|Title||CD4+ CD25+ regulatory T cells impair HIV-1-specific CD4 T cell responses by upregulating interleukin-10 production in monocytes.|
|Publication Type||Journal Article|
|Year of Publication||2012|
|Authors||Kwon DS, Angin M, Hongo TC, Law KM, Johnson J, Porichis F, Hart MG, Pavlik DF, Tighe DP, Kavanagh DG, Streeck H, Addo MM, Kaufmann DE|
|Date Published||2012 Jun|
|Keywords||CD4-Positive T-Lymphocytes, HIV Infections, HIV-1, Humans, Interferon-gamma, Interleukin-10, Interleukin-2 Receptor alpha Subunit, Leukocytes, Mononuclear, Monocytes, T-Lymphocytes, Regulatory, Up-Regulation|
T cell dysfunction in the presence of ongoing antigen exposure is a cardinal feature of chronic viral infections with persistent high viremia, including HIV-1. Although interleukin-10 (IL-10) has been implicated as an important mediator of this T cell dysfunction, the regulation of IL-10 production in chronic HIV-1 infection remains poorly understood. We demonstrated that IL-10 is elevated in the plasma of individuals with chronic HIV-1 infection and that blockade of IL-10 signaling results in a restoration of HIV-1-specific CD4 T cell proliferation, gamma interferon (IFN-γ) secretion, and, to a lesser extent, IL-2 production. Whereas IL-10 blockade leads to restoration of IFN-γ secretion by HIV-1-specific CD4 T cells in all categories of subjects investigated, significant enhancement of IL-2 production and improved proliferation of CD4 T helper cells are restricted to viremic individuals. In peripheral blood mononuclear cells (PBMCs), this IL-10 is produced primarily by CD14(+) monocytes, but its production is tightly controlled by regulatory T cells (Tregs), which produce little IL-10 directly. When Tregs are depleted from PBMCs of viremic individuals, the effect of the IL-10 signaling blockade is abolished and IL-10 production by monocytes decreases, while the production of proinflammatory cytokines, such as tumor necrosis factor alpha (TNF-α), increases. The regulation of IL-10 by Tregs appears to be mediated primarily by contact or paracrine-dependent mechanisms which involve IL-27. This work describes a novel mechanism by which regulatory T cells control IL-10 production and contribute to dysfunctional HIV-1-specific CD4 T cell help in chronic HIV-1 infection and provides a unique mechanistic insight into the role of regulatory T cells in immune exhaustion.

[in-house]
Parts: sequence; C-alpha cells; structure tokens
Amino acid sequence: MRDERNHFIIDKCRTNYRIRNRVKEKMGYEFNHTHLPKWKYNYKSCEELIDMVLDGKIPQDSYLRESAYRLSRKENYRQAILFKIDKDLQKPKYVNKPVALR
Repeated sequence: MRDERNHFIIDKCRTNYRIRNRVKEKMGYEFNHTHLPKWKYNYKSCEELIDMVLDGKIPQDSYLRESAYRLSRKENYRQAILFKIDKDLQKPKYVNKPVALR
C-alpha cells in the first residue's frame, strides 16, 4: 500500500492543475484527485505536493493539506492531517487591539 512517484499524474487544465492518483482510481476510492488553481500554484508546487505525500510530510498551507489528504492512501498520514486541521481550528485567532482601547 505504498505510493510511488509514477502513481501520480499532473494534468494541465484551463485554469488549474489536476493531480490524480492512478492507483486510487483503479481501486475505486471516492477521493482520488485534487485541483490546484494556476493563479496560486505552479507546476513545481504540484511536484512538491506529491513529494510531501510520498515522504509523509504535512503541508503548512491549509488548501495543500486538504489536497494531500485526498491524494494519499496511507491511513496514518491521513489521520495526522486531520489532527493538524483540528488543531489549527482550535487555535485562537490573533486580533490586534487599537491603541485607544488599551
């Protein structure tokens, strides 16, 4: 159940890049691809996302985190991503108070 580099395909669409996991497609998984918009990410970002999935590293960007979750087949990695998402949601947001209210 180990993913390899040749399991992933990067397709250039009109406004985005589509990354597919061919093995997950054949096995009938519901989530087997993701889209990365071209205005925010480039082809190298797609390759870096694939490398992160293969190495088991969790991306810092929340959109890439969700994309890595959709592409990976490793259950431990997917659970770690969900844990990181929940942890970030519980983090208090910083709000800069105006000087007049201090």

|Alternate Journal||J. Virol.|